Buying an Internet Business – Advanced Due Diligence

With an offer accepted on an internet business, attention in the buying process will move to the task of due diligence (DD). We’ve written before about how best to structure due diligence and in this article we will dig deeper into each area, giving buyers a much stronger sense on what to look for and how to go about finding it.

As a reminder, the six key tenets of a robust due diligence process are:

  1. Traffic
  2. Financial
  3. Owner
  4. Operational
  5. Technical
  6. Legal

It is worth reiterating that some parts of the process may be considered more important by some investors than others. Equally, some will matter more for some business models versus others. Regardless of this, all aspects should at least be probed to some extent.

Due Diligence through Magnifying Glass.


Analyzing the traffic profile of the business is one of the first things buyers should do. The three key elements to look for are traffic 1) trends 2) concentration and 3) quality.


Firstly, buyers should use Google Analytics (or whichever analytics tool has been used) to observe the trends in the overall traffic and for each channel, on a daily, monthly and annual basis. This should serve as ‘stage one’ of the traffic analysis before delving deeper on issues of interest.

Naturally the desired trend is for slow and steady growth across all sources, but it is perfectly acceptable to see some sources grow and diminish in importance over time. It is important to observe spikes in the data set and carefully explore the reasons for these, asking direct questions of the seller if need be.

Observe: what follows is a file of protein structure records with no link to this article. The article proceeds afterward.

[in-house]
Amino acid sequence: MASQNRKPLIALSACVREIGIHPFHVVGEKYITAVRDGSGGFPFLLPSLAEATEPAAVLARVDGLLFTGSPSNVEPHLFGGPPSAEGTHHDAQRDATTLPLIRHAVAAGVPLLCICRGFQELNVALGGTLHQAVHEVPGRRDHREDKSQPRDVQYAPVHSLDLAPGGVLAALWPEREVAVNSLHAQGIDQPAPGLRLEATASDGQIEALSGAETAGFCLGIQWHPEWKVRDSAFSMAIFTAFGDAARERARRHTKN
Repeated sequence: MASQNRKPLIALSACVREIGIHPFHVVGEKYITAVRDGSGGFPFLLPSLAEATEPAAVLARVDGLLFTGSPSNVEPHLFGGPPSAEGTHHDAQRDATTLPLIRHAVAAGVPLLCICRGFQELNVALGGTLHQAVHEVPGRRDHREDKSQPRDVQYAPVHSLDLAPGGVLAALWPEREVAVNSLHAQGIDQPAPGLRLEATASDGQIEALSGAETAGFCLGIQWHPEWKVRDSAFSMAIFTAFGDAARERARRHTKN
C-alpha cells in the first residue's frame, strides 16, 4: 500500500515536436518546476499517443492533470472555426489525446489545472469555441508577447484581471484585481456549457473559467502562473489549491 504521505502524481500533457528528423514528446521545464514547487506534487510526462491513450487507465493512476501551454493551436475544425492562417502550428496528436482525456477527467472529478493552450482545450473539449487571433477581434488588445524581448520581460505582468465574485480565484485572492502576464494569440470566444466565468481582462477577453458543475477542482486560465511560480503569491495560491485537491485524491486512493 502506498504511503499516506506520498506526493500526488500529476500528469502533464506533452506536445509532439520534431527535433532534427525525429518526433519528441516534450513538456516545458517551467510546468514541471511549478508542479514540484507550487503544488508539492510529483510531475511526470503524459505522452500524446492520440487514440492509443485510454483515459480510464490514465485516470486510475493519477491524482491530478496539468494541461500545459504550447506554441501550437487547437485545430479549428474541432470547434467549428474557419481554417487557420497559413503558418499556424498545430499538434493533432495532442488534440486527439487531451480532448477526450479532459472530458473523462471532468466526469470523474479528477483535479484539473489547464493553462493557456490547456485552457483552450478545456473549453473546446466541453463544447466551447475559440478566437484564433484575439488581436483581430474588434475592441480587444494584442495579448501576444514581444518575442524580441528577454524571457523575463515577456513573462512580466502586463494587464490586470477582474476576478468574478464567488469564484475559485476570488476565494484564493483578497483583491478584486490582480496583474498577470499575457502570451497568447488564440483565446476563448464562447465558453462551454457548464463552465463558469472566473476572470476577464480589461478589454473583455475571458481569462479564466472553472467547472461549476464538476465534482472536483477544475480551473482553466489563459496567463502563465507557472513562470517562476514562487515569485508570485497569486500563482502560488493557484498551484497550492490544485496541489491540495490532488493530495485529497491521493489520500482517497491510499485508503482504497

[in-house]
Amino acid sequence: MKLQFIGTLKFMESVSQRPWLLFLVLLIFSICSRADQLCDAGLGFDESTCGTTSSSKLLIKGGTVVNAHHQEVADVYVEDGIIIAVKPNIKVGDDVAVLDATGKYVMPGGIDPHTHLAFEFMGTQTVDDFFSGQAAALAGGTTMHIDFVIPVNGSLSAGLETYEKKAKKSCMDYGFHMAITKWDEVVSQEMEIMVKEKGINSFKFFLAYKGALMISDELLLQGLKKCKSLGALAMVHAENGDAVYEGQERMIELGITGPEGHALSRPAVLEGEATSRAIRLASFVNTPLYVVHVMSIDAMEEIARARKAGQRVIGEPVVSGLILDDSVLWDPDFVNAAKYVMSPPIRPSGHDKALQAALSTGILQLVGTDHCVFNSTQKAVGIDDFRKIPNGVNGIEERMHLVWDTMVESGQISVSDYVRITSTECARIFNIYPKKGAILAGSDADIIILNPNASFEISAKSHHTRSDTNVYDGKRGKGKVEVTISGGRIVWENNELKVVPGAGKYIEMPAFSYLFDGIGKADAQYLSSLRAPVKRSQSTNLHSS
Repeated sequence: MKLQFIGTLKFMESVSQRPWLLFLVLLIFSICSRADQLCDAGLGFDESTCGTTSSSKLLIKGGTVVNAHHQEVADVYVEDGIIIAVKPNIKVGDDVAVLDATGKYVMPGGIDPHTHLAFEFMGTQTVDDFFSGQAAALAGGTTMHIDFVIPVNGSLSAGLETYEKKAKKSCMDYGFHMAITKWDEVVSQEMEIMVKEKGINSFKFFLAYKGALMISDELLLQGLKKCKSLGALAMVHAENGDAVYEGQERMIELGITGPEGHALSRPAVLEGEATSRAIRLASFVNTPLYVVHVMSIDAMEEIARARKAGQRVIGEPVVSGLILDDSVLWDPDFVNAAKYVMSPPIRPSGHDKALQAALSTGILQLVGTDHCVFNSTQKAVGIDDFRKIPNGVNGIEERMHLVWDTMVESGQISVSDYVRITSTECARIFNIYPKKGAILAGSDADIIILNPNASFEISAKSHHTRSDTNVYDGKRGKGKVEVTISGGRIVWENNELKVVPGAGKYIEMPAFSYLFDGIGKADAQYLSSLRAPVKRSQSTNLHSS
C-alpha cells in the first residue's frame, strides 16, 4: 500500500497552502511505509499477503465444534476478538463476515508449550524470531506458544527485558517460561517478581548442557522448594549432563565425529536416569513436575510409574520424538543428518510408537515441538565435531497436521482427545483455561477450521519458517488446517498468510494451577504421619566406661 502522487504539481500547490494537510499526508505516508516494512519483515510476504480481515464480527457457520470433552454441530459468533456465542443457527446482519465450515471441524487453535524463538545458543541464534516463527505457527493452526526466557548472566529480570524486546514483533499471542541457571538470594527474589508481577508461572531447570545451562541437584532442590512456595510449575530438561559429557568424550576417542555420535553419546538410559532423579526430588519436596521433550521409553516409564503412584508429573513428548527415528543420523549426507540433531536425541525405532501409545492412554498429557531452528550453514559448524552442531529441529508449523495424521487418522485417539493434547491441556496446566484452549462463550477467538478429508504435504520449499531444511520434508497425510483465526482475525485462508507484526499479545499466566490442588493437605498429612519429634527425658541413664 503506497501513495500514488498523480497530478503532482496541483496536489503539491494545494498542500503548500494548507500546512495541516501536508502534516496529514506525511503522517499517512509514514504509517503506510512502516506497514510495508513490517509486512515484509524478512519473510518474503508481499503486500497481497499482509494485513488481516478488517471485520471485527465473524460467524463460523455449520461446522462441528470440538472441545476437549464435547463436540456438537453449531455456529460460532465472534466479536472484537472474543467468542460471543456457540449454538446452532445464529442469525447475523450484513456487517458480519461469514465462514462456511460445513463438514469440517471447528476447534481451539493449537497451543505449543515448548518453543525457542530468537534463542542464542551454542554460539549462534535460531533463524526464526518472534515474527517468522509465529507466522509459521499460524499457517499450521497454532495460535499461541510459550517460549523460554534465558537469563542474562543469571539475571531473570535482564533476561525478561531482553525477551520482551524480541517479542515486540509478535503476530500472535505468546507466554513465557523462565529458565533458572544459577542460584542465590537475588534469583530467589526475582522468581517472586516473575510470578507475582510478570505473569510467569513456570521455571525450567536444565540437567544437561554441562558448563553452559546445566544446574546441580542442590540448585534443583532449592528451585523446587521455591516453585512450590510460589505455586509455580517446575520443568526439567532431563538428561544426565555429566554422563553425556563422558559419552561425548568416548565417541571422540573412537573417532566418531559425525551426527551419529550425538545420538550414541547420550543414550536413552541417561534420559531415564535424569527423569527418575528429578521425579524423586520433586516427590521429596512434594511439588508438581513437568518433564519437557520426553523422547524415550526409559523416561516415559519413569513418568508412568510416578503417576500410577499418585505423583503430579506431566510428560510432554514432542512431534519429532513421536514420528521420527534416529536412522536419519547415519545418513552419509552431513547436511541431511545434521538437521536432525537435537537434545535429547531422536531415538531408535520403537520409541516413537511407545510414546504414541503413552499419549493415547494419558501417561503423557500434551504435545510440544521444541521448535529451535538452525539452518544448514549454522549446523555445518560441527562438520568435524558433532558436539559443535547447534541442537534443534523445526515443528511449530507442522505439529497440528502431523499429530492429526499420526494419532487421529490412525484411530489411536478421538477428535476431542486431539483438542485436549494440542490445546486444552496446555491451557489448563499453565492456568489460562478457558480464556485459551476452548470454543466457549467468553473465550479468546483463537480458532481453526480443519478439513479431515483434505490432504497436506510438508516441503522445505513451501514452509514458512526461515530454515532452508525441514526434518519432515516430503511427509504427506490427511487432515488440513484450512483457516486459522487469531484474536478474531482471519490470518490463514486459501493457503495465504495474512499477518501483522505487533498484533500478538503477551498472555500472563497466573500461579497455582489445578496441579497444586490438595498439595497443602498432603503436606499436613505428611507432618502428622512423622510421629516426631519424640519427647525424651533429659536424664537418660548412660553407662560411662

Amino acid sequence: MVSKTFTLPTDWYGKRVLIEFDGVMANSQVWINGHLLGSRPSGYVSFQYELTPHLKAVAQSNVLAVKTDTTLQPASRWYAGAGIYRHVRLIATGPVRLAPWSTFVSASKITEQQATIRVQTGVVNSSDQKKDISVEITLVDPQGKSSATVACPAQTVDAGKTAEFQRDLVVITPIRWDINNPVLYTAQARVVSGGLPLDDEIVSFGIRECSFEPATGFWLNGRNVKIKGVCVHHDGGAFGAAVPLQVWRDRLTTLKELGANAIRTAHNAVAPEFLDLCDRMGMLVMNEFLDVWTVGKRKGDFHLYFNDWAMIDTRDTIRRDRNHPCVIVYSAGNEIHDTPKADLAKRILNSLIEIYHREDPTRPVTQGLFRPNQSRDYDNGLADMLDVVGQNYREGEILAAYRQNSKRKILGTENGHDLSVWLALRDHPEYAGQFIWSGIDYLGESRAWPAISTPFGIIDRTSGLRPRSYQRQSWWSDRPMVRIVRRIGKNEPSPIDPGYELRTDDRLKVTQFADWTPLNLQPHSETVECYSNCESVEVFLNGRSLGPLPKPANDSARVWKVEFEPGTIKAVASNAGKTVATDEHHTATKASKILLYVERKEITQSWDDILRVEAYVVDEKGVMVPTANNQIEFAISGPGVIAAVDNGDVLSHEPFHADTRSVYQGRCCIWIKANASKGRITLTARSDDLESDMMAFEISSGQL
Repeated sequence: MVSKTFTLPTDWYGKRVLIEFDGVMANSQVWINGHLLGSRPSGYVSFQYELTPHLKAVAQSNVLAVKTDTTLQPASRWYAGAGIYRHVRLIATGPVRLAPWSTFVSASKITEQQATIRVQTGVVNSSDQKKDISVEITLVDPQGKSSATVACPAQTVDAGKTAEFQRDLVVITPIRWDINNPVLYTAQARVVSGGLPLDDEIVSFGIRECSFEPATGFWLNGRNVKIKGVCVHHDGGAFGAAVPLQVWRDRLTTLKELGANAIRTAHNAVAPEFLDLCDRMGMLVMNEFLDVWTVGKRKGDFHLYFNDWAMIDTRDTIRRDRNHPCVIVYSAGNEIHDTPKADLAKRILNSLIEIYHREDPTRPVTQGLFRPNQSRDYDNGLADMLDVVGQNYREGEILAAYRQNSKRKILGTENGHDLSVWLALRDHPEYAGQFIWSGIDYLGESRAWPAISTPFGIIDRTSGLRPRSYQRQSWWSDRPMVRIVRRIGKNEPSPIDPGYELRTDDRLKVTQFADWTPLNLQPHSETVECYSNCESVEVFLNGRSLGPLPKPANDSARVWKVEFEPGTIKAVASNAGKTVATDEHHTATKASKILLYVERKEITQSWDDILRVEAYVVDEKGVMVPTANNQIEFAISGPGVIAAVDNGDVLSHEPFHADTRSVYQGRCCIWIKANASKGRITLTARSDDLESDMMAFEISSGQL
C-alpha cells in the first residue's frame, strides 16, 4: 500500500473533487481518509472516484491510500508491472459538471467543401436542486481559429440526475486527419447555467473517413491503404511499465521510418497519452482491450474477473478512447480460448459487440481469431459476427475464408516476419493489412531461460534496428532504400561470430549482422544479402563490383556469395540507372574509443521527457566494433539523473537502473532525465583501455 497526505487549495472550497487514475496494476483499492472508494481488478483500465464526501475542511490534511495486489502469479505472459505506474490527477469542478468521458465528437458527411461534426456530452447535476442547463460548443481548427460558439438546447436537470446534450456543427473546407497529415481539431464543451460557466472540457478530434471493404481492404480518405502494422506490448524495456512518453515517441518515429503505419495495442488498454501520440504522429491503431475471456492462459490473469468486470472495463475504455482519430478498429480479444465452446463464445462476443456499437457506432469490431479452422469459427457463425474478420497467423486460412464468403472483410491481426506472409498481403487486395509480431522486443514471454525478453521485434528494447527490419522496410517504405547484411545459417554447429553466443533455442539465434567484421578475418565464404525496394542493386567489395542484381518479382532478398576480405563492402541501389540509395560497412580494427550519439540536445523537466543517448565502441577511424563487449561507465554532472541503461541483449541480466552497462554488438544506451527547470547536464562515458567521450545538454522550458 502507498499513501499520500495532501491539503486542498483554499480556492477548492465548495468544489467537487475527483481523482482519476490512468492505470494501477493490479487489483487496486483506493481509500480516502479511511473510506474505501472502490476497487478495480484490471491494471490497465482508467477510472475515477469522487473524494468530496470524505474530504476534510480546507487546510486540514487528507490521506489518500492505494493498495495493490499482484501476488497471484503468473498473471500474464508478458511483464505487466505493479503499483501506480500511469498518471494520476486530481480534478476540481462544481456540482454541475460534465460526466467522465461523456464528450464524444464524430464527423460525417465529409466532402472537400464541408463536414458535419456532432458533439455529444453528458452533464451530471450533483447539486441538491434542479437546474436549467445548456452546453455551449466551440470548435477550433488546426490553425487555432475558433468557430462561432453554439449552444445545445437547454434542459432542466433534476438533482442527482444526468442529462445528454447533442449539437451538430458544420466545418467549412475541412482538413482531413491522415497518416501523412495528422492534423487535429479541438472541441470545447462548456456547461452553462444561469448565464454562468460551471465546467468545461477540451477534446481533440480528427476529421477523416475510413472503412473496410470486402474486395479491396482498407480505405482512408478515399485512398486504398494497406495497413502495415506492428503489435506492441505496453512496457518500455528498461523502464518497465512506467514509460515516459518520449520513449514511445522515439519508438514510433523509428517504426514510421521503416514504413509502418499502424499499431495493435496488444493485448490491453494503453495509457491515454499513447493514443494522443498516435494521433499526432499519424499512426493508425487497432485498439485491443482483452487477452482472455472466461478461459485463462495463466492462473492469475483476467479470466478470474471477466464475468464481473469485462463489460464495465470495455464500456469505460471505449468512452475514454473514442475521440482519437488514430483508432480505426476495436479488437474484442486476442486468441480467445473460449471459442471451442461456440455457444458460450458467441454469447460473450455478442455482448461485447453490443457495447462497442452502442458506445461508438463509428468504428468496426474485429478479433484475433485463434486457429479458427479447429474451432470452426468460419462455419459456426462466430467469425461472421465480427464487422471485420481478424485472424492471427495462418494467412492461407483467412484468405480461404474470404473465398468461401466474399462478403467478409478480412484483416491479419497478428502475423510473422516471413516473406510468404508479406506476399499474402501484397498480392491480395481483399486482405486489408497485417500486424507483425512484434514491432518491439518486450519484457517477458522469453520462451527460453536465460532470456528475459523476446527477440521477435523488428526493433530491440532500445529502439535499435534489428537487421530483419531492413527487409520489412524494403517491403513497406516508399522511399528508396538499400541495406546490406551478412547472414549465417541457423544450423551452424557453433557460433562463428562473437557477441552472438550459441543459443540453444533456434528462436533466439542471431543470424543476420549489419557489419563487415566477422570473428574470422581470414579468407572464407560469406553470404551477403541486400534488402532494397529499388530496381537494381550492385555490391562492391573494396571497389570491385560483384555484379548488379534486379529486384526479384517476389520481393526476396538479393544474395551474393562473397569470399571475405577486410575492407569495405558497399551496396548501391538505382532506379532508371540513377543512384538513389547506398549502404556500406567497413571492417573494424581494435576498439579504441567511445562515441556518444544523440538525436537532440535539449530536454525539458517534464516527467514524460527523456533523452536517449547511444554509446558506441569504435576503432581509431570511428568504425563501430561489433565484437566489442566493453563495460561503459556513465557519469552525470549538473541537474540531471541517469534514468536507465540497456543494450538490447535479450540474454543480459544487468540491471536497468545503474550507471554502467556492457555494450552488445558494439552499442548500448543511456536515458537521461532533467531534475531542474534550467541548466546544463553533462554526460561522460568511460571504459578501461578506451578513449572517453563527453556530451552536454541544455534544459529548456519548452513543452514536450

• Did the traffic spikes correspond to specific action by the owner?
  • Did it correlate to increased revenue?
  • Can it be repeated?

These are all important considerations to understand. Buyers should use the following screens in GA to probe the trends data:

website due diligence google

website due diligence google channels

Penalties are an important consideration too. Whilst not necessarily a deal killer, they are vital to explore for damage they may have caused and what the owner has done to rectify the solution. Google Webmaster Tools is the definitive tool for identifying a penalty but buyers should also be able to spot significant downward (or upward) changes using 3rd party tools such as FEI’s Website Penalty Indicator.

website due diligence fei tool


With a better sense on the overall traffic trends it’s time to turn focus to traffic composition. A diverse set of traffic sources is the desirable situation but not all websites have this and it is by no means a negative trait, depending on the fundamentals underpinning each traffic source.

Using the channel data and traffic sources screens, buyers can observe each of the major traffic channels, their historic profile and current characteristics (e.g. time on site, page views). Buyers should look to investigate at least the top 3 channels that cumulatively account for 80%+ of traffic. Within each, there are specific further checks to think about:

Organic Search – If the business is reliant on particularly high search traffic (and many websites can be) then it is important to examine the quality of this traffic. SEMRush is a great tool for digging deeper on keyword rankings and concentration.

The three characteristics buyers should be looking for are:

  • A high number of ranking keywords (preferably on page 1 for the target term);
  • Traffic split relatively evenly across the keyword spectrum; and
  • Consistency in keyword rankings

Inevitably SEO is not every seller’s forte and not all websites are perfect but if the site has ranking consistency and traffic concentrated on keywords where it maintains a strong and stable rank, it has a solid foundation.

website due diligence semrush

website due diligence semrush key